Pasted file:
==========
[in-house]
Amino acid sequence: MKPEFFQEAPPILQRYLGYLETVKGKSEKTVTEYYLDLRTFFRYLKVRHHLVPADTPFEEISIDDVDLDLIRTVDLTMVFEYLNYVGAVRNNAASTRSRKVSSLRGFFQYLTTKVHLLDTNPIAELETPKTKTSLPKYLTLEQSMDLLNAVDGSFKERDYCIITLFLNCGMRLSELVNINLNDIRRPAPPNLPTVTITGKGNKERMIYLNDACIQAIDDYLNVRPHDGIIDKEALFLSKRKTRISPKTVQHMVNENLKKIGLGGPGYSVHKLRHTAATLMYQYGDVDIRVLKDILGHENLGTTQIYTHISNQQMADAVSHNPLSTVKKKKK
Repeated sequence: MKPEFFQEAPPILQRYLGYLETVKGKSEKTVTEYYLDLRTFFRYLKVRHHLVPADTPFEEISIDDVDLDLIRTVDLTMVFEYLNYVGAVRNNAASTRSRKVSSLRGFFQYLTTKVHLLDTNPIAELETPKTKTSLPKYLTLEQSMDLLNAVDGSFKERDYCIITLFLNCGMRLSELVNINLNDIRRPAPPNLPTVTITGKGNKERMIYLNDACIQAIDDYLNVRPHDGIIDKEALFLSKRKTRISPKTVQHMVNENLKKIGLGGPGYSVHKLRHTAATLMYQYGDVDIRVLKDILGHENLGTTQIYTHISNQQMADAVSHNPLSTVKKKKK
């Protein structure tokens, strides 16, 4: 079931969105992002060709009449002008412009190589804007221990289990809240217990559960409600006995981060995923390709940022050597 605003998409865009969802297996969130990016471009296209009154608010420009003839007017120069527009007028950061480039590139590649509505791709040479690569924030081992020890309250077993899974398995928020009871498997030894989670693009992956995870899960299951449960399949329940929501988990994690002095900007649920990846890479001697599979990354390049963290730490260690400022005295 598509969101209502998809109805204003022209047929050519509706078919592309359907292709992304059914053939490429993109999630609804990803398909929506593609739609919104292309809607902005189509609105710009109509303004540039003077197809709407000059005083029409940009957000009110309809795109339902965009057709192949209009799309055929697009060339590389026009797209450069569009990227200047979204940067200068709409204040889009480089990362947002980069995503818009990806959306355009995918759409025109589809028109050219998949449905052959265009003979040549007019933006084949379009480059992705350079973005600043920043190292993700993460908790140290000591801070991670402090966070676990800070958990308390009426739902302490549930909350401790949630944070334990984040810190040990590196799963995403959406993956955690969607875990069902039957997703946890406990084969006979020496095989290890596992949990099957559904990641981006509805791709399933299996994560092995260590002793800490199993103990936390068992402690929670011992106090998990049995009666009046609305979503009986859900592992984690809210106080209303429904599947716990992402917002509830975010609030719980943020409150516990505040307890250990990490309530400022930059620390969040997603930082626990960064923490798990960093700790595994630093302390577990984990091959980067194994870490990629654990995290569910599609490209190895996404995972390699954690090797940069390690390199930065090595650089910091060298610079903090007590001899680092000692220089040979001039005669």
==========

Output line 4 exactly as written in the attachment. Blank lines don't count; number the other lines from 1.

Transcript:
């Protein structure tokens, strides 16, 4: 079931969105992002060709009449002008412009190589804007221990289990809240217990559960409600006995981060995923390709940022050597 605003998409865009969802297996969130990016471009296209009154608010420009003839007017120069527009007028950061480039590139590649509505791709040479690569924030081992020890309250077993899974398995928020009871498997030894989670693009992956995870899960299951449960399949329940929501988990994690002095900007649920990846890479001697599979990354390049963290730490260690400022005295 598509969101209502998809109805204003022209047929050519509706078919592309359907292709992304059914053939490429993109999630609804990803398909929506593609739609919104292309809607902005189509609105710009109509303004540039003077197809709407000059005083029409940009957000009110309809795109339902965009057709192949209009799309055929697009060339590389026009797209450069569009990227200047979204940067200068709409204040889009480089990362947002980069995503818009990806959306355009995918759409025109589809028109050219998949449905052959265009003979040549007019933006084949379009480059992705350079973005600043920043190292993700993460908790140290000591801070991670402090966070676990800070958990308390009426739902302490549930909350401790949630944070334990984040810190040990590196799963995403959406993956955690969607875990069902039957997703946890406990084969006979020496095989290890596992949990099957559904990641981006509805791709399933299996994560092995260590002793800490199993103990936390068992402690929670011992106090998990049995009666009046609305979503009986859900592992984690809210106080209303429904599947716990992402917002509830975010609030719980943020409150516990505040307890250990990490309530400022930059620390969040997603930082626990960064923490798990960093700790595994630093302390577990984990091959980067194994870490990629654990995290569910599609490209190895996404995972390699954690090797940069390690390199930065090595650089910091060298610079903090007590001899680092000692220089040979001039005669």